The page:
Author Topic: Newbie wood question  (Read 705 times)

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Offline sleepnbag

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Newbie wood question
« on: April 10, 2013, 11:23:53 PM »
OK, pardon my ignorance (not sure where to post this question) ..but what kind of wood are you all using in your wood fired ovens? ..or do you just use charcoal?
..oak?


Offline BrickStoneOven

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Re: Newbie wood question
« Reply #1 on: April 10, 2013, 11:26:59 PM »
As long as its hard, dry and doesnt have sap you're good to go.
« Last Edit: April 11, 2013, 10:29:28 AM by BrickStoneOven »

Offline TXCraig1

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Re: Newbie wood question
« Reply #2 on: April 10, 2013, 11:30:43 PM »
Oak is likely to be the best BTU/$ option for most people.
Pizza is not bread.

Offline Tscarborough

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Re: Newbie wood question
« Reply #3 on: April 11, 2013, 08:55:40 AM »
Oak and mesquite.

Offline wheelman

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Re: Newbie wood question
« Reply #4 on: April 11, 2013, 09:59:13 AM »
oak, hickory and pecan.  all that really matters though is that it's dry. 

Offline ccgus

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Re: Newbie wood question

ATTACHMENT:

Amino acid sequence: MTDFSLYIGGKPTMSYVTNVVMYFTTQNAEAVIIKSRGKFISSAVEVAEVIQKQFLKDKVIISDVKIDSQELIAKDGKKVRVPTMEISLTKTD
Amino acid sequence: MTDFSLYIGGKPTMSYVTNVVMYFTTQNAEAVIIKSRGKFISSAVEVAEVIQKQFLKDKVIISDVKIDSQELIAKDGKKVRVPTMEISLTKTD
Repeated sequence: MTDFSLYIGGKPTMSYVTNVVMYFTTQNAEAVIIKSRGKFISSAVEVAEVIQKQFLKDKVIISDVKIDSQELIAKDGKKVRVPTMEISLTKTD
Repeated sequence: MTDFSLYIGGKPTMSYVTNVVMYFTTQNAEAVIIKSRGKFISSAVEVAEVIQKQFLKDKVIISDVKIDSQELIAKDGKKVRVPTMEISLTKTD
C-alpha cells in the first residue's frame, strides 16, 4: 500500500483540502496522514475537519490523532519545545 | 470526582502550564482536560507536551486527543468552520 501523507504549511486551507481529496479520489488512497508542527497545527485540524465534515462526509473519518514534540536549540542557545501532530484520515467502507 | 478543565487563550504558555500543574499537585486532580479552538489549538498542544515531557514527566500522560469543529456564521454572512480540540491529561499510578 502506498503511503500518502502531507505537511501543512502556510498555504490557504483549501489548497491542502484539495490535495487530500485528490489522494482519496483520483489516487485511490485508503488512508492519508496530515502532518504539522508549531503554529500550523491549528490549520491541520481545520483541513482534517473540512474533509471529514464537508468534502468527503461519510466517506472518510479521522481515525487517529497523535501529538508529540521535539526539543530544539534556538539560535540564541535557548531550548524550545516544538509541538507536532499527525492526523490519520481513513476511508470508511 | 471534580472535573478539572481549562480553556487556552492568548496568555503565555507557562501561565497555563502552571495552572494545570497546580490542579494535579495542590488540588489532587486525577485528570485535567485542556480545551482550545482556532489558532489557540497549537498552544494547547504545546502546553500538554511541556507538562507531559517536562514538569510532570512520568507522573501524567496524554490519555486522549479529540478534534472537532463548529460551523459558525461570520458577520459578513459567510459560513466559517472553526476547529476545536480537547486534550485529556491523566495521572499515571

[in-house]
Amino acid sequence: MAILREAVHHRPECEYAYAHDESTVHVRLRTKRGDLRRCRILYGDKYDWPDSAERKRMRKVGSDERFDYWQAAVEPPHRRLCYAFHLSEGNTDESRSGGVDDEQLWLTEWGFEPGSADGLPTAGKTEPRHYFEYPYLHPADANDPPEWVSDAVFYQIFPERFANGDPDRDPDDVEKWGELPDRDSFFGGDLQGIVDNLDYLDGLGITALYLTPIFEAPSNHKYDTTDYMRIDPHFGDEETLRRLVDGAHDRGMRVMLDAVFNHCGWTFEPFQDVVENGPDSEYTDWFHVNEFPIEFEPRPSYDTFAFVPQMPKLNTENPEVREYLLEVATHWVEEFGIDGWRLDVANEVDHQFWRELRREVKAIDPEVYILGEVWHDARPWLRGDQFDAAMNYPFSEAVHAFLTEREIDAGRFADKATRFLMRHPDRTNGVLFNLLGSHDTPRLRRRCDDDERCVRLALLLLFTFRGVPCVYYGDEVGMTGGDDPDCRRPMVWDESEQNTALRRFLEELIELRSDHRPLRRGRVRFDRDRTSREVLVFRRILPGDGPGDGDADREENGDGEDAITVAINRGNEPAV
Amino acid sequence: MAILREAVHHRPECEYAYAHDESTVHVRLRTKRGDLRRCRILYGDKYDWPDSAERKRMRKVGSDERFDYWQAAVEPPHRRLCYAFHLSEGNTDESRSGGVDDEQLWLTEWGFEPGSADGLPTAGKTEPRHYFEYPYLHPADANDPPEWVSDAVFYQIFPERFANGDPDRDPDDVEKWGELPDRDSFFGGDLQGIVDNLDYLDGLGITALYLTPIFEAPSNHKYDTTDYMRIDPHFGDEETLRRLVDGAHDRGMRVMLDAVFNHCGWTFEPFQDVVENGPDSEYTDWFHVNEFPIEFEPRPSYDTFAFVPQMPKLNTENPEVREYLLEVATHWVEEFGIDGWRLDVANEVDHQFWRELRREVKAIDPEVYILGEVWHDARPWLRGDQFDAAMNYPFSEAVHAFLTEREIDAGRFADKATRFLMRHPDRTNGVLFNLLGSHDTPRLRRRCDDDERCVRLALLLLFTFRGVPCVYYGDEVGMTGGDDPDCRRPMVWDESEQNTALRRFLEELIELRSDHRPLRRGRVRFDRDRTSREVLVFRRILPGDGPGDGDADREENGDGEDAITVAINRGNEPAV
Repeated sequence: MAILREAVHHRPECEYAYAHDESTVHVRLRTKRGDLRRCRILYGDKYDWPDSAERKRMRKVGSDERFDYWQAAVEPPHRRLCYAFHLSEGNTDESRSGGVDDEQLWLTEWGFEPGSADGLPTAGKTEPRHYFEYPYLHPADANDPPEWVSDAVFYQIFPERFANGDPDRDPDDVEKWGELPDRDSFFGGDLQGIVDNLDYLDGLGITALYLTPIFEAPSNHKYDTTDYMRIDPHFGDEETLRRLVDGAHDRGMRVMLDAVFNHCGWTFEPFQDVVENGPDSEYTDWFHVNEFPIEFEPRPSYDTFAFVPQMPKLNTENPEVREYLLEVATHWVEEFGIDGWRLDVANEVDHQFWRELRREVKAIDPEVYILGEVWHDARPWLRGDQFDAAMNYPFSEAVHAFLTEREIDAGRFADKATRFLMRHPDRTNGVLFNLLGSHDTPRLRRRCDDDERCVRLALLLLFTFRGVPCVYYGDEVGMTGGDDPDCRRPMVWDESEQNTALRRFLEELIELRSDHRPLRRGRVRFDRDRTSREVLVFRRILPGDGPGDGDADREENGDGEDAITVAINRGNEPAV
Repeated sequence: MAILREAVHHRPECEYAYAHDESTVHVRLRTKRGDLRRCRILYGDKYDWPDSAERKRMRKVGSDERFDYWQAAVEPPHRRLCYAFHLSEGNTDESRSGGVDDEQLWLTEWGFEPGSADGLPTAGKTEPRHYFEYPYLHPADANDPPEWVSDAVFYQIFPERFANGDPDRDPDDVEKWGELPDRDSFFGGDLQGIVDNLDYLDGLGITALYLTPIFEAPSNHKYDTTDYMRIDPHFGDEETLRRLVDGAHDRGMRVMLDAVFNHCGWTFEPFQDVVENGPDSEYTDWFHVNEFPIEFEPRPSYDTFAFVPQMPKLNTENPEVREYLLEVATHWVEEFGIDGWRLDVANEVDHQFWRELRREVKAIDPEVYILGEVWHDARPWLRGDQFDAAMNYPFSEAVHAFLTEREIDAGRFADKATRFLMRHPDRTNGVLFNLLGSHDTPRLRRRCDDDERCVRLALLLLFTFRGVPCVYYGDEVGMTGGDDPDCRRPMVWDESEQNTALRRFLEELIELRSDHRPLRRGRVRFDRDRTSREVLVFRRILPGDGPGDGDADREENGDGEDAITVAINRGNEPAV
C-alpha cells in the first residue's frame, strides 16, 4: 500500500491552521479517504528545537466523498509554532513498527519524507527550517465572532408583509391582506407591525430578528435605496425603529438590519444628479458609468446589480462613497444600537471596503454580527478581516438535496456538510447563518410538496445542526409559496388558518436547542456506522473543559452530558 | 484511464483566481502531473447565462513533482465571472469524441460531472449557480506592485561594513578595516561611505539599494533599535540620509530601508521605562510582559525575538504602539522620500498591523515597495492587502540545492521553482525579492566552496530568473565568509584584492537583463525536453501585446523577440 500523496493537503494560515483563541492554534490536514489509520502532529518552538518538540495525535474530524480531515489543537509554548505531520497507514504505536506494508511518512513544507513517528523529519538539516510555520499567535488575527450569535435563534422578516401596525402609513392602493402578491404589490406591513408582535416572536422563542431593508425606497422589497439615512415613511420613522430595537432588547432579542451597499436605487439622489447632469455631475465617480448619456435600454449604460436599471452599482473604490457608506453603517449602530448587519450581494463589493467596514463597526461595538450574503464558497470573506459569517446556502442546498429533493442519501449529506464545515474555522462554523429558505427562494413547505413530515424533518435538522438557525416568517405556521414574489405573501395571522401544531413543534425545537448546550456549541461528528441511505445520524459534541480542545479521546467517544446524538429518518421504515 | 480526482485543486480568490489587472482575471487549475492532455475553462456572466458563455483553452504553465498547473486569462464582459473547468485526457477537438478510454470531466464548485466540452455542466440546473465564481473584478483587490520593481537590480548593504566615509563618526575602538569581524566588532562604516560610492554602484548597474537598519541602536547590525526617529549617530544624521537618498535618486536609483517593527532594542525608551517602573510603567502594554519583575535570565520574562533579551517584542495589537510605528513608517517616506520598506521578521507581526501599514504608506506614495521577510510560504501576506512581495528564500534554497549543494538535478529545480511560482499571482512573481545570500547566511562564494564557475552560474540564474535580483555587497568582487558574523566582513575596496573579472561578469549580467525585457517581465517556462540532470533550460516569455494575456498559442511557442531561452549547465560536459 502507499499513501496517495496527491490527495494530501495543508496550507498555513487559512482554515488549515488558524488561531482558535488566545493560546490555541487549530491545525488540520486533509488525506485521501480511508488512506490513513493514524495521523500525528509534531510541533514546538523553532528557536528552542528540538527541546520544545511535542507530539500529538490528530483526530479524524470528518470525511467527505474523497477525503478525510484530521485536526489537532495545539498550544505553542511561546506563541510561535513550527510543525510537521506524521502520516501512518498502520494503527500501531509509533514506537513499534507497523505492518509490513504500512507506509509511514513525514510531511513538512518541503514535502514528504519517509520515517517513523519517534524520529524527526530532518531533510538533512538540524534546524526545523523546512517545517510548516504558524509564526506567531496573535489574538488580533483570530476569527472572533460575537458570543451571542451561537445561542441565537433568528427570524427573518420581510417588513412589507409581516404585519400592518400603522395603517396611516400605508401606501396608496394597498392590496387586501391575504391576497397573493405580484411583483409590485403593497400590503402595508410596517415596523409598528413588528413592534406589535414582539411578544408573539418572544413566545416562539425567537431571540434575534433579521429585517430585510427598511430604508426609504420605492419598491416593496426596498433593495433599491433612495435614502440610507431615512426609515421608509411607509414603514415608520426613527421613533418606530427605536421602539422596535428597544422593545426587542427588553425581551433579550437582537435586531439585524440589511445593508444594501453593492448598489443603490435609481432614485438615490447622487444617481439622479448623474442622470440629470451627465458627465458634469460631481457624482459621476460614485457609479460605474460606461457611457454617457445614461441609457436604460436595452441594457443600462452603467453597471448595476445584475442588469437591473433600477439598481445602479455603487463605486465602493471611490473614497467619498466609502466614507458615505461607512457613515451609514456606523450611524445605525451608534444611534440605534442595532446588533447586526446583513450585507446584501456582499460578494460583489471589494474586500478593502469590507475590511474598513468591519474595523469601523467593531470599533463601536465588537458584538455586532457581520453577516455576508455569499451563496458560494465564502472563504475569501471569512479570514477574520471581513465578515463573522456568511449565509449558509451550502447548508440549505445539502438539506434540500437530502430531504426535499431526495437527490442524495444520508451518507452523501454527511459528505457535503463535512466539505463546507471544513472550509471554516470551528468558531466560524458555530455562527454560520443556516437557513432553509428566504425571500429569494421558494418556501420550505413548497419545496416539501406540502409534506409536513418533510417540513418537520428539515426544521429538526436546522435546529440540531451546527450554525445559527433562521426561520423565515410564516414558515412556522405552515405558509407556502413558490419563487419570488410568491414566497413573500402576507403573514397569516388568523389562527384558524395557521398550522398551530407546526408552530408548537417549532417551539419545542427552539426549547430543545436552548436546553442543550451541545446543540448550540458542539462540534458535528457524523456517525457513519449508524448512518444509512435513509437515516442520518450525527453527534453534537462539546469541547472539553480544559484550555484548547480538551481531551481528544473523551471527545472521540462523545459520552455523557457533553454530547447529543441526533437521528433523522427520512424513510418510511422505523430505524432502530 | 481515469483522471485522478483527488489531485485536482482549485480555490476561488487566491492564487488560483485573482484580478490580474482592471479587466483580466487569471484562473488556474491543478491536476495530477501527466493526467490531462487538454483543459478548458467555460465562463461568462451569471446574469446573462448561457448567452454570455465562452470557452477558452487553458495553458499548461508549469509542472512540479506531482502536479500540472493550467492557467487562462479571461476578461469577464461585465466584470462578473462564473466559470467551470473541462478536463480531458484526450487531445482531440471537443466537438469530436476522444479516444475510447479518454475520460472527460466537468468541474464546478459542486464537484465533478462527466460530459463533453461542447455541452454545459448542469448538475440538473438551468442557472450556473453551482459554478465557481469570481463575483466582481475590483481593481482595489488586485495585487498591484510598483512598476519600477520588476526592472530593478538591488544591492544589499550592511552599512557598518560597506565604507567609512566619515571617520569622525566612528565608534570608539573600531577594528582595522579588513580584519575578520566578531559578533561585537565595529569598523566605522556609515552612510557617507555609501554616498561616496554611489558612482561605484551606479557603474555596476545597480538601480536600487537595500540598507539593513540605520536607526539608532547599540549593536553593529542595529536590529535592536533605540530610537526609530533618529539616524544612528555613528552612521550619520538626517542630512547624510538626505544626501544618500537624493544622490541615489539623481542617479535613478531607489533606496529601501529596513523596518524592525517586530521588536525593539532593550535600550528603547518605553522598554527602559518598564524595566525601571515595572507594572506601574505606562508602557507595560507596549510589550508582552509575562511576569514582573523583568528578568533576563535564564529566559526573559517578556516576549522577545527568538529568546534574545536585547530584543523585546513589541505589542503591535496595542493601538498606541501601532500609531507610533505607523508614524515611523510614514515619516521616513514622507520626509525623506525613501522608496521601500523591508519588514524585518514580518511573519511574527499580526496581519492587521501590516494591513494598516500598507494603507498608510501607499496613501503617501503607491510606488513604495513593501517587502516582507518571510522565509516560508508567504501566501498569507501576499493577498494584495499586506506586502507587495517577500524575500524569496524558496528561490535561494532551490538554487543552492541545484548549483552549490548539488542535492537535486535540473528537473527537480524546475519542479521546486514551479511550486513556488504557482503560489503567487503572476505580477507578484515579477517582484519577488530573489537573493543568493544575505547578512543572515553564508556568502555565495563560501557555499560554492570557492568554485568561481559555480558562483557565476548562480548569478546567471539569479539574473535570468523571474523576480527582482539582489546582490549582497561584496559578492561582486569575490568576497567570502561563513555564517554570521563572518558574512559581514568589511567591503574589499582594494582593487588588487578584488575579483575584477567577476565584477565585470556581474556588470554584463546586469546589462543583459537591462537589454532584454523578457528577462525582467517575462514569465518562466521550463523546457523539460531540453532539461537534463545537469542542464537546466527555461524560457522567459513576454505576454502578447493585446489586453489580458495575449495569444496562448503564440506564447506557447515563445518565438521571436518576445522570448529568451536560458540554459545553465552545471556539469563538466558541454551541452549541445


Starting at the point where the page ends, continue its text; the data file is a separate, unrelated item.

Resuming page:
« Reply #5 on: April 11, 2013, 04:06:53 PM »
all that really matters though is that it's dry.

I use fir to warm up my WFO, and then switch to apple for baking the pies.  Why not keep on using fir?  Because it pops like crazy, and I'd rather not have little bits of ember all over my pies.  Apple (and other hardwoods I assume) don't have this problem in my experience.  So dry hardwood is best for the actual bake- use dry whatever beforehand.

Offline weemis

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Re: Newbie wood question
« Reply #6 on: April 12, 2013, 12:55:55 PM »
I don't make a big deal about what kind of wood it is unless i'm buying it (which i don't). Pretty much any hard wood that is free works for me (soft woods (mostly pine) can cause creosote build-up in your smoke stack that can cause fires if you aren't careful). The problem comes that some woods burn to ash pretty quickly, leaving little substance for the coal bed. I learned this with my silver maple stash. Currently, I'm finding more wood for free than I can use, so I've been getting pickier and taking mostly locust, oak and ash. They seem to work well and are common in my area, though they can be quite a chore to split.

So you'll get heat out of all of em, but for buying wood already split, stick to the highest BTU wood available in your area.
Nick Gore - just a dough eyed wanderer

Offline breadstoneovens

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Re: Newbie wood question
« Reply #7 on: April 12, 2013, 10:12:14 PM »
My advice is to use tree trimmings from hard wood such as oak, maple, ash, ...
It is often free, seasons in just 6 month and no need to split it.

Antoine
WFO cooking is about passion.